Phx Chapter Mbrshp Survey News

Subject: Phx Chapter Mbrshp Survey News
From: Daniel John Brinegar <6545 -at- EF -dot- GC -dot- MARICOPA -dot- EDU>
Date: Thu, 27 May 1993 12:20:35 -0700

The analysis of the 1992 Phoenix Chapter Membership Survey is out, and
features information useful to managers, contractors/consultants,
professional communicators and wannabe's.

The informal analysis done by Heather Martin, former Phoenix Chapter
Menbership Manager, can be used to get a handle on the job market and
status for T/C's in the Phoenix/Valley of the Sun area.

Heather offers a personal perspective of data gathered on:

* Salaries of Professionals and Contractors/Consultants;

* raises as a function of experience (including "ceilings" on
communicator vs. management postions);

* workers' relationship with STC;

and overall perspectives on opportunities for aspiring T/C's and

While the report noted that each job and employer is unique,
"there are some conclusions that could be tentatively reached," she said.
The largest salary jumps occur when members:
* Move from senior, or lead writers to management;

* show "long experience and astuteness" by belonging to STC for ten
years or more;

* gain three to five year's of professional experience as writers,
editors, artists, trainers, etc;

* become contractors or consultants.

Heather noted that "we have a very mature membership. Most members
have been in technical communication for six years or more, [but] in STC
for less than five years."
Because so many members have so much experience, Heather believes, the
survey indicates a "buyer's market" for the employers of T/C's. But the
good news for aspiring T/C's, she reports, is that neophytes can advance
to being "experienced professionals" in three to five years.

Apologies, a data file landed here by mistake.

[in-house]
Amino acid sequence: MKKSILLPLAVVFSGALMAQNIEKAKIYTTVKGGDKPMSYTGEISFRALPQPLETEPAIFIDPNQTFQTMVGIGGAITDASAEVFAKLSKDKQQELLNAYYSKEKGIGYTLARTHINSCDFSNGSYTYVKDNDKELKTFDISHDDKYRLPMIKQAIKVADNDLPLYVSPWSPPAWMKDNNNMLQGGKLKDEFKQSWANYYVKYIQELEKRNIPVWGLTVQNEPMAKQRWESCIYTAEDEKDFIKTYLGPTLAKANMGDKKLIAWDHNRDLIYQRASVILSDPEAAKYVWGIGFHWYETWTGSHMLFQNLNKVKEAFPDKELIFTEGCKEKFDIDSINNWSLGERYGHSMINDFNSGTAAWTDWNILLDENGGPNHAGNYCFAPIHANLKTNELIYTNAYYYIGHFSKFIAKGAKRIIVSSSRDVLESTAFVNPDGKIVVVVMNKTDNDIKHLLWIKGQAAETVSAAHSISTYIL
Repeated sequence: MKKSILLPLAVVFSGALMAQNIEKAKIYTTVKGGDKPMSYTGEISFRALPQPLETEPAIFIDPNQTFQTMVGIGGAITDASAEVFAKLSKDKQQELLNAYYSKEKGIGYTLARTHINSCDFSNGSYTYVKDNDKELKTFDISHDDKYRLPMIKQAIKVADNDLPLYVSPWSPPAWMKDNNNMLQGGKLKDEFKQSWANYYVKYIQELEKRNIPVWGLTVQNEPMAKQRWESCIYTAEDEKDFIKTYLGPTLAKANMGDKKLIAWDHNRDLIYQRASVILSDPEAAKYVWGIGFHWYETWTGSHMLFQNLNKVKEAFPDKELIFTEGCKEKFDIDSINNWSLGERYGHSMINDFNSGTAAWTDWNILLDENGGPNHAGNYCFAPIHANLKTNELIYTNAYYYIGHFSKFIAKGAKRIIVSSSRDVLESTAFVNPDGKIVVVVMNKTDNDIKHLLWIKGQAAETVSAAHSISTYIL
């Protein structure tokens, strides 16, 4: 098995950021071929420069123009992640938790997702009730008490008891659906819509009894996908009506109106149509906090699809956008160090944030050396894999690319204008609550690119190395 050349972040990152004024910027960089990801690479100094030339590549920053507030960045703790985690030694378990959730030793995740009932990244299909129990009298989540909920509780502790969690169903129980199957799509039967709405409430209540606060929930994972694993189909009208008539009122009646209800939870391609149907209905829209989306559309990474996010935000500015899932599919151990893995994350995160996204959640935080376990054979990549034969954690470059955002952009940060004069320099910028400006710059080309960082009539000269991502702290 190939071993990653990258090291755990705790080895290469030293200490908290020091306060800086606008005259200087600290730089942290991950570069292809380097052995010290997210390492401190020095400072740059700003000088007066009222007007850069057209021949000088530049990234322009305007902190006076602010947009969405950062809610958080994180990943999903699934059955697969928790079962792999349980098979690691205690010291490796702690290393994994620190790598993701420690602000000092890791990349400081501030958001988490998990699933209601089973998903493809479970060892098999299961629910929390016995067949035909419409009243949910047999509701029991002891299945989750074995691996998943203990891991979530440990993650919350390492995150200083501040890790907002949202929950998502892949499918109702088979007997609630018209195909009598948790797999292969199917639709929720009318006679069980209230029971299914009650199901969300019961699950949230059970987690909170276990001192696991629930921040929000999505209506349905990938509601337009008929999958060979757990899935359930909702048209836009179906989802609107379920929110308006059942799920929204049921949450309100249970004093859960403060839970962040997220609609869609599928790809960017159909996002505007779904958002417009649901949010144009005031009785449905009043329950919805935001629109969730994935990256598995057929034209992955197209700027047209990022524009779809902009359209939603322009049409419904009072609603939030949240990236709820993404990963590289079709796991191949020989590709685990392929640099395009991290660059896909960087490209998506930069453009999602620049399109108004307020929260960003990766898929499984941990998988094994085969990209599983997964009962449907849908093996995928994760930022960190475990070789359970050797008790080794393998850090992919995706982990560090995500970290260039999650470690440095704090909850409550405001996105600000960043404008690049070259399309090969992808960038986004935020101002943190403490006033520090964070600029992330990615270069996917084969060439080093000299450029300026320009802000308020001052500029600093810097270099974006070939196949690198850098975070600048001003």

Of the 85 respondents to the survey:

* 45 percent were professional technical communicators
(not management, etc.) ;

* 15 percent were senior or lead communicators;

* 28 percent were managers;

* 21 percent were contractors or consultants;

* 8 percent were aspiring T/C's, retired, or had other duties;

(Totals do not equal 100 percent because some respondents "wear more
than one hat.")

Since so many respondents were either managers or consultants,
Heather believes that wearing her "managerial hat" while doing her
analysis helps all members (neophytes, workers, and consultants) to know
what managers in the Valley Market are looking for.

In terms of qualifications and advancement, Heather reports that
experience and knowledge of the products and tools of the trade will be
very important to job hunters and workers in all positions.

Current Membership Manager Sandra Leaverton called this analysis a
"tremendous effort" on Heather Martin's part, and she says the 1993 survey
is "being put together as we speak."

| Research Droid Glendale Community College |
| 6545 -at- ef -dot- gc -dot- maricopa -dot- edu Electronic Forum, Glendale, AZ |
| *Student Member, Society for Technical Communications |

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